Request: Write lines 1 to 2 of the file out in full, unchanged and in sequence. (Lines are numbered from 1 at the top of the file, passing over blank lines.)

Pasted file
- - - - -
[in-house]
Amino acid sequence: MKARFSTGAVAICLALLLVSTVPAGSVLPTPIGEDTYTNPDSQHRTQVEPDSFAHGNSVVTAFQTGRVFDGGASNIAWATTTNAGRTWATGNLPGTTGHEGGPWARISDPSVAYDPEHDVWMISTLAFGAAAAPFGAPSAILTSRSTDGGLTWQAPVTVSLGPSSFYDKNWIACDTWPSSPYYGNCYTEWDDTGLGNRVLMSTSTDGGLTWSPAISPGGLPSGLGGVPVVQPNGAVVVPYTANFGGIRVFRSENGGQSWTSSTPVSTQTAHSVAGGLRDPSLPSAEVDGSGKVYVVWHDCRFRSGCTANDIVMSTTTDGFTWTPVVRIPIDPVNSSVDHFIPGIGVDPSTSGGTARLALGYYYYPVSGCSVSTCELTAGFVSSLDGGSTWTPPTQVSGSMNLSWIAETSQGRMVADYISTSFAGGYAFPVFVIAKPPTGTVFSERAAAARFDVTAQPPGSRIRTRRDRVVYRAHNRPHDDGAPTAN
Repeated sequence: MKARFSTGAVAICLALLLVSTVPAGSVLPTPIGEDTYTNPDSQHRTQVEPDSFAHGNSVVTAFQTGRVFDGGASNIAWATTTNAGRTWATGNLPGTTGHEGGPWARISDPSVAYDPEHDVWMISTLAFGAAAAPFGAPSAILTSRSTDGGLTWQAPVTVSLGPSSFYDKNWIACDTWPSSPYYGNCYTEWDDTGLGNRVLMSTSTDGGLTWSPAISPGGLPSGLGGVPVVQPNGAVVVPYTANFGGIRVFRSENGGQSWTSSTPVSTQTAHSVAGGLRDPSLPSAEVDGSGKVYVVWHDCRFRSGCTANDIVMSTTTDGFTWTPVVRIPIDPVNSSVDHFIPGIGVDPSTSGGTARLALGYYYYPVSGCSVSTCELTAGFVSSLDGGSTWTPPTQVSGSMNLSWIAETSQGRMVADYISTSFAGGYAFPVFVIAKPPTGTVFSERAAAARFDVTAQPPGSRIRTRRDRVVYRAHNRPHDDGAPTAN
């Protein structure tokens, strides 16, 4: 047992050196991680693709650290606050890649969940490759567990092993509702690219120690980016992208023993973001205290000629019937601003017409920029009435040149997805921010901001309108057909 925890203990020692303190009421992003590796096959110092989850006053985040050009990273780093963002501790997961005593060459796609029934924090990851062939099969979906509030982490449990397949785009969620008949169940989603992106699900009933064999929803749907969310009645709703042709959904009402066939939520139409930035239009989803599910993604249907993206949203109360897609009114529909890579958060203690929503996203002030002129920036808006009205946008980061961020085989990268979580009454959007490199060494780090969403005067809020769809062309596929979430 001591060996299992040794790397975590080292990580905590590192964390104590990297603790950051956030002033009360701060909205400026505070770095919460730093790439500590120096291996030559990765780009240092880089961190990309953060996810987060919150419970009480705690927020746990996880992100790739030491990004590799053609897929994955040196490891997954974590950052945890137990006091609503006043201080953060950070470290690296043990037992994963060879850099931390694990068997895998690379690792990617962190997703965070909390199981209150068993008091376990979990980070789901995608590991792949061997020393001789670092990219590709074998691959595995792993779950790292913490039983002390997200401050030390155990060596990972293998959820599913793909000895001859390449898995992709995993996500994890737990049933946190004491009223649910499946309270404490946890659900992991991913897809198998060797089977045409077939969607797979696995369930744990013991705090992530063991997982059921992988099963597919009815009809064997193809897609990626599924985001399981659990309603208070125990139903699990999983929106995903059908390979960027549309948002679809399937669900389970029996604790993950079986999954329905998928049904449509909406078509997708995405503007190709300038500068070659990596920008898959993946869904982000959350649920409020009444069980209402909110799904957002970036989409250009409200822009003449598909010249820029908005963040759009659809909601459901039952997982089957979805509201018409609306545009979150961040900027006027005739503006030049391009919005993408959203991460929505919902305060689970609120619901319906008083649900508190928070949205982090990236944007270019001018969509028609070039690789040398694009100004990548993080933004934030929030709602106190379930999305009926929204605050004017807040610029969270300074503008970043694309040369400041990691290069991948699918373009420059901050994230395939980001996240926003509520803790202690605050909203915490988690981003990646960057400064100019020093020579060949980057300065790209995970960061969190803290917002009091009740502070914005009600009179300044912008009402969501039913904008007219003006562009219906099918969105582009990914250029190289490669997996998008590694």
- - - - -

[in-house]
Amino acid sequence: MKARFSTGAVAICLALLLVSTVPAGSVLPTPIGEDTYTNPDSQHRTQVEPDSFAHGNSVVTAFQTGRVFDGGASNIAWATTTNAGRTWATGNLPGTTGHEGGPWARISDPSVAYDPEHDVWMISTLAFGAAAAPFGAPSAILTSRSTDGGLTWQAPVTVSLGPSSFYDKNWIACDTWPSSPYYGNCYTEWDDTGLGNRVLMSTSTDGGLTWSPAISPGGLPSGLGGVPVVQPNGAVVVPYTANFGGIRVFRSENGGQSWTSSTPVSTQTAHSVAGGLRDPSLPSAEVDGSGKVYVVWHDCRFRSGCTANDIVMSTTTDGFTWTPVVRIPIDPVNSSVDHFIPGIGVDPSTSGGTARLALGYYYYPVSGCSVSTCELTAGFVSSLDGGSTWTPPTQVSGSMNLSWIAETSQGRMVADYISTSFAGGYAFPVFVIAKPPTGTVFSERAAAARFDVTAQPPGSRIRTRRDRVVYRAHNRPHDDGAPTAN